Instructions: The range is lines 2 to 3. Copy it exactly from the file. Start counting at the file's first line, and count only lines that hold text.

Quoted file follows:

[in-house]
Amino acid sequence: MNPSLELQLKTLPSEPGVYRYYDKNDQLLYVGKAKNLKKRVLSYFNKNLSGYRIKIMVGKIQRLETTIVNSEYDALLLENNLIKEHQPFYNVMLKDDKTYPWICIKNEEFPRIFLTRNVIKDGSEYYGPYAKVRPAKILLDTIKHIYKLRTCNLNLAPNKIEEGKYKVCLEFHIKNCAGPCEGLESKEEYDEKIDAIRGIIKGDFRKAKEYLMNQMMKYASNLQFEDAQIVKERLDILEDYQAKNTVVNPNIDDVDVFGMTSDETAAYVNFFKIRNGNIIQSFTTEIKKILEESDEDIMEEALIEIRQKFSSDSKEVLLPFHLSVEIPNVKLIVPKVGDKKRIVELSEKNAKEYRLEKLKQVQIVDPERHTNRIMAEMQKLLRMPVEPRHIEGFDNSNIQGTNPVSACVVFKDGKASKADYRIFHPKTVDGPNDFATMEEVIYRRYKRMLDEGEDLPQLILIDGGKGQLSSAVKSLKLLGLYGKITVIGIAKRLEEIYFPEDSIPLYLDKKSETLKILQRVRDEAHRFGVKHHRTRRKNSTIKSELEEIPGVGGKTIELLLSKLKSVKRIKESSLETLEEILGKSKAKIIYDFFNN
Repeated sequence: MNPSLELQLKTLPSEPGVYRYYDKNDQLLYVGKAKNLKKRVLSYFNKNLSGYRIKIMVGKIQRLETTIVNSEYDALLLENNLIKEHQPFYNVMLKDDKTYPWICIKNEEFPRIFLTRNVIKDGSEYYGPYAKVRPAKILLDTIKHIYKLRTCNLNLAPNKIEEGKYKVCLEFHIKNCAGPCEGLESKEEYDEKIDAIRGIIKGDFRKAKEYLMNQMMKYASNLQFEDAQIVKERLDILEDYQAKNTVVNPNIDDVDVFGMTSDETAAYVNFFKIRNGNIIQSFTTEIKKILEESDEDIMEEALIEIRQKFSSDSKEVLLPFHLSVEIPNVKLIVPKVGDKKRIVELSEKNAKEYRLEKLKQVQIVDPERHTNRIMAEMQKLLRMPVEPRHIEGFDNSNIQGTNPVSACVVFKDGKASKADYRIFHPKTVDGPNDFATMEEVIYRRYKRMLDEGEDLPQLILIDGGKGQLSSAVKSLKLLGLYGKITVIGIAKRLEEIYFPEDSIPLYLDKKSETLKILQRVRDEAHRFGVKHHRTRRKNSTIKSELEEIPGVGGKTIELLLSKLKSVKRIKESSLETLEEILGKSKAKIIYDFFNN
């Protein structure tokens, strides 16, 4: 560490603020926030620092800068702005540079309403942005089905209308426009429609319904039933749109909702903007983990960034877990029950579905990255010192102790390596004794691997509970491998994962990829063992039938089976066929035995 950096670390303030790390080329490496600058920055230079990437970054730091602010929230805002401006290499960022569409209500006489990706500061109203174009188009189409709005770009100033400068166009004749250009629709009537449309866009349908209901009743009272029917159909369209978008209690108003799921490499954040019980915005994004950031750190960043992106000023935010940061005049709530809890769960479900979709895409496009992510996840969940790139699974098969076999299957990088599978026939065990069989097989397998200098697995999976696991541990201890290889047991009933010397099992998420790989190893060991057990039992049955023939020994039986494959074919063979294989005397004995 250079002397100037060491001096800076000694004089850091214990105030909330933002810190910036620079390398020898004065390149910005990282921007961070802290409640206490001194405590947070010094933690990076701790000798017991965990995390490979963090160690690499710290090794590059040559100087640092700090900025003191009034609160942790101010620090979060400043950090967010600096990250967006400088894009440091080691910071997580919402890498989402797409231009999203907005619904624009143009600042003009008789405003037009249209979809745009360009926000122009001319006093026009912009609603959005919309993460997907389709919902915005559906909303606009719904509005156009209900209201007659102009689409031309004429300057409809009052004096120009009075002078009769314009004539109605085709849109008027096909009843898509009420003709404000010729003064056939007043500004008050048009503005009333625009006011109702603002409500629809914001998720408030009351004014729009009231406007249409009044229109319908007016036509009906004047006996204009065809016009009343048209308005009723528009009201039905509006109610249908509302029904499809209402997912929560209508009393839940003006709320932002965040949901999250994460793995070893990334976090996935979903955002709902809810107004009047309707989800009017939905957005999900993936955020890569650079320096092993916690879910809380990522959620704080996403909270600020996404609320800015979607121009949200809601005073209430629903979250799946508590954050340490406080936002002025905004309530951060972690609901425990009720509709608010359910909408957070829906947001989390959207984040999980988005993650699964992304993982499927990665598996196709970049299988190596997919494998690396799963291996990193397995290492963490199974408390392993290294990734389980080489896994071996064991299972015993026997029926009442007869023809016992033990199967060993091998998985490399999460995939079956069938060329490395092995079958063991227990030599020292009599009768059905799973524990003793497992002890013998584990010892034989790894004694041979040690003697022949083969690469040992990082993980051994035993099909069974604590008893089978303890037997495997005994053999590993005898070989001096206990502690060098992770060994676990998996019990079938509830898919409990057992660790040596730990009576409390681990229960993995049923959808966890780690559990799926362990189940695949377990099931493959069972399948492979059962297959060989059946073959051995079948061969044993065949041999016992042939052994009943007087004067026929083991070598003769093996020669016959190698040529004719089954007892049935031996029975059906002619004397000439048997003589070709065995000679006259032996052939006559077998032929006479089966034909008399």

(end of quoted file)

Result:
Amino acid sequence: MNPSLELQLKTLPSEPGVYRYYDKNDQLLYVGKAKNLKKRVLSYFNKNLSGYRIKIMVGKIQRLETTIVNSEYDALLLENNLIKEHQPFYNVMLKDDKTYPWICIKNEEFPRIFLTRNVIKDGSEYYGPYAKVRPAKILLDTIKHIYKLRTCNLNLAPNKIEEGKYKVCLEFHIKNCAGPCEGLESKEEYDEKIDAIRGIIKGDFRKAKEYLMNQMMKYASNLQFEDAQIVKERLDILEDYQAKNTVVNPNIDDVDVFGMTSDETAAYVNFFKIRNGNIIQSFTTEIKKILEESDEDIMEEALIEIRQKFSSDSKEVLLPFHLSVEIPNVKLIVPKVGDKKRIVELSEKNAKEYRLEKLKQVQIVDPERHTNRIMAEMQKLLRMPVEPRHIEGFDNSNIQGTNPVSACVVFKDGKASKADYRIFHPKTVDGPNDFATMEEVIYRRYKRMLDEGEDLPQLILIDGGKGQLSSAVKSLKLLGLYGKITVIGIAKRLEEIYFPEDSIPLYLDKKSETLKILQRVRDEAHRFGVKHHRTRRKNSTIKSELEEIPGVGGKTIELLLSKLKSVKRIKESSLETLEEILGKSKAKIIYDFFNN
Repeated sequence: MNPSLELQLKTLPSEPGVYRYYDKNDQLLYVGKAKNLKKRVLSYFNKNLSGYRIKIMVGKIQRLETTIVNSEYDALLLENNLIKEHQPFYNVMLKDDKTYPWICIKNEEFPRIFLTRNVIKDGSEYYGPYAKVRPAKILLDTIKHIYKLRTCNLNLAPNKIEEGKYKVCLEFHIKNCAGPCEGLESKEEYDEKIDAIRGIIKGDFRKAKEYLMNQMMKYASNLQFEDAQIVKERLDILEDYQAKNTVVNPNIDDVDVFGMTSDETAAYVNFFKIRNGNIIQSFTTEIKKILEESDEDIMEEALIEIRQKFSSDSKEVLLPFHLSVEIPNVKLIVPKVGDKKRIVELSEKNAKEYRLEKLKQVQIVDPERHTNRIMAEMQKLLRMPVEPRHIEGFDNSNIQGTNPVSACVVFKDGKASKADYRIFHPKTVDGPNDFATMEEVIYRRYKRMLDEGEDLPQLILIDGGKGQLSSAVKSLKLLGLYGKITVIGIAKRLEEIYFPEDSIPLYLDKKSETLKILQRVRDEAHRFGVKHHRTRRKNSTIKSELEEIPGVGGKTIELLLSKLKSVKRIKESSLETLEEILGKSKAKIIYDFFNN